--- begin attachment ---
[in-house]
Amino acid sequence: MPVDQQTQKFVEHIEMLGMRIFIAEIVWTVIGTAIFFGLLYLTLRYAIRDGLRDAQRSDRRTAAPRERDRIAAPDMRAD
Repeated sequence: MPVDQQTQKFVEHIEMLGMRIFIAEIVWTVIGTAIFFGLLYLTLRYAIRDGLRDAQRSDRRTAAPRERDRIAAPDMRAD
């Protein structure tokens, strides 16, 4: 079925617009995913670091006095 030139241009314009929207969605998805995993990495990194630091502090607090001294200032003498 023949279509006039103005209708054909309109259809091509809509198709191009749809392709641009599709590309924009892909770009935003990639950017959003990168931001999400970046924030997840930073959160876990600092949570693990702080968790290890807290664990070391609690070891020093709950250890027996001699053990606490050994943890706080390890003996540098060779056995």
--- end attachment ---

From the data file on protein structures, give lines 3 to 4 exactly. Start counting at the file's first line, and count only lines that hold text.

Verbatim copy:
Repeated sequence: MPVDQQTQKFVEHIEMLGMRIFIAEIVWTVIGTAIFFGLLYLTLRYAIRDGLRDAQRSDRRTAAPRERDRIAAPDMRAD
């Protein structure tokens, strides 16, 4: 079925617009995913670091006095 030139241009314009929207969605998805995993990495990194630091502090607090001294200032003498 023949279509006039103005209708054909309109259809091509809509198709191009749809392709641009599709590309924009892909770009935003990639950017959003990168931001999400970046924030997840930073959160876990600092949570693990702080968790290890807290664990070391609690070891020093709950250890027996001699053990606490050994943890706080390890003996540098060779056995």